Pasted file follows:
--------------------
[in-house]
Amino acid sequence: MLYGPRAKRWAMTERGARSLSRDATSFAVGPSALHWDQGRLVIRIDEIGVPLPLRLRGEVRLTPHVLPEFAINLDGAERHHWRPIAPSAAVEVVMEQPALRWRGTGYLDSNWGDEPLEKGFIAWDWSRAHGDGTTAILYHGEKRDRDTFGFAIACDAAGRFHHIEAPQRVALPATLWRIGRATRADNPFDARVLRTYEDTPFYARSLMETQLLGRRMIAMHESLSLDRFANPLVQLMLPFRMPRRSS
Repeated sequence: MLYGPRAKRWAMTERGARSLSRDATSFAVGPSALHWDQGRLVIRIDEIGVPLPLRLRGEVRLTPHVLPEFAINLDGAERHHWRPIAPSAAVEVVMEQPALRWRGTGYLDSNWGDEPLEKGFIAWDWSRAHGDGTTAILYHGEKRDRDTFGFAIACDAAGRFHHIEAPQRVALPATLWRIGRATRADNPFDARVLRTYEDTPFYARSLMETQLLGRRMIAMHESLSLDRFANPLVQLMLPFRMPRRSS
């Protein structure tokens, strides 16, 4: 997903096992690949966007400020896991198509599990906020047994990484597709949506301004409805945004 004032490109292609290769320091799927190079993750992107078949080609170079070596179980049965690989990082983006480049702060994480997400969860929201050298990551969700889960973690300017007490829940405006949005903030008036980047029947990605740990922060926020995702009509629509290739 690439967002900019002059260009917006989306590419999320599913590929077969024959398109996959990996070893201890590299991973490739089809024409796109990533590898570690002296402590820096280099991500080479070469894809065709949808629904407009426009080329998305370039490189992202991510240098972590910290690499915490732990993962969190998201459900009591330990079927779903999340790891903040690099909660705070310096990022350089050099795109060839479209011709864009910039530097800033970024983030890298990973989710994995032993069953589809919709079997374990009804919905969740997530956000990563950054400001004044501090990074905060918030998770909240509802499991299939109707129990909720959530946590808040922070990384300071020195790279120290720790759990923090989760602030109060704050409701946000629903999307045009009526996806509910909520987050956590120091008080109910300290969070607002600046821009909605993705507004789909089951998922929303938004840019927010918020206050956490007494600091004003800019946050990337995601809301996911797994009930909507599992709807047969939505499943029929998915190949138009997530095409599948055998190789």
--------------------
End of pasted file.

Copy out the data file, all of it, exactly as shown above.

[in-house]
Amino acid sequence: MLYGPRAKRWAMTERGARSLSRDATSFAVGPSALHWDQGRLVIRIDEIGVPLPLRLRGEVRLTPHVLPEFAINLDGAERHHWRPIAPSAAVEVVMEQPALRWRGTGYLDSNWGDEPLEKGFIAWDWSRAHGDGTTAILYHGEKRDRDTFGFAIACDAAGRFHHIEAPQRVALPATLWRIGRATRADNPFDARVLRTYEDTPFYARSLMETQLLGRRMIAMHESLSLDRFANPLVQLMLPFRMPRRSS
Repeated sequence: MLYGPRAKRWAMTERGARSLSRDATSFAVGPSALHWDQGRLVIRIDEIGVPLPLRLRGEVRLTPHVLPEFAINLDGAERHHWRPIAPSAAVEVVMEQPALRWRGTGYLDSNWGDEPLEKGFIAWDWSRAHGDGTTAILYHGEKRDRDTFGFAIACDAAGRFHHIEAPQRVALPATLWRIGRATRADNPFDARVLRTYEDTPFYARSLMETQLLGRRMIAMHESLSLDRFANPLVQLMLPFRMPRRSS
């Protein structure tokens, strides 16, 4: 997903096992690949966007400020896991198509599990906020047994990484597709949506301004409805945004 004032490109292609290769320091799927190079993750992107078949080609170079070596179980049965690989990082983006480049702060994480997400969860929201050298990551969700889960973690300017007490829940405006949005903030008036980047029947990605740990922060926020995702009509629509290739 690439967002900019002059260009917006989306590419999320599913590929077969024959398109996959990996070893201890590299991973490739089809024409796109990533590898570690002296402590820096280099991500080479070469894809065709949808629904407009426009080329998305370039490189992202991510240098972590910290690499915490732990993962969190998201459900009591330990079927779903999340790891903040690099909660705070310096990022350089050099795109060839479209011709864009910039530097800033970024983030890298990973989710994995032993069953589809919709079997374990009804919905969740997530956000990563950054400001004044501090990074905060918030998770909240509802499991299939109707129990909720959530946590808040922070990384300071020195790279120290720790759990923090989760602030109060704050409701946000629903999307045009009526996806509910909520987050956590120091008080109910300290969070607002600046821009909605993705507004789909089951998922929303938004840019927010918020206050956490007494600091004003800019946050990337995601809301996911797994009930909507599992709807047969939505499943029929998915190949138009997530095409599948055998190789």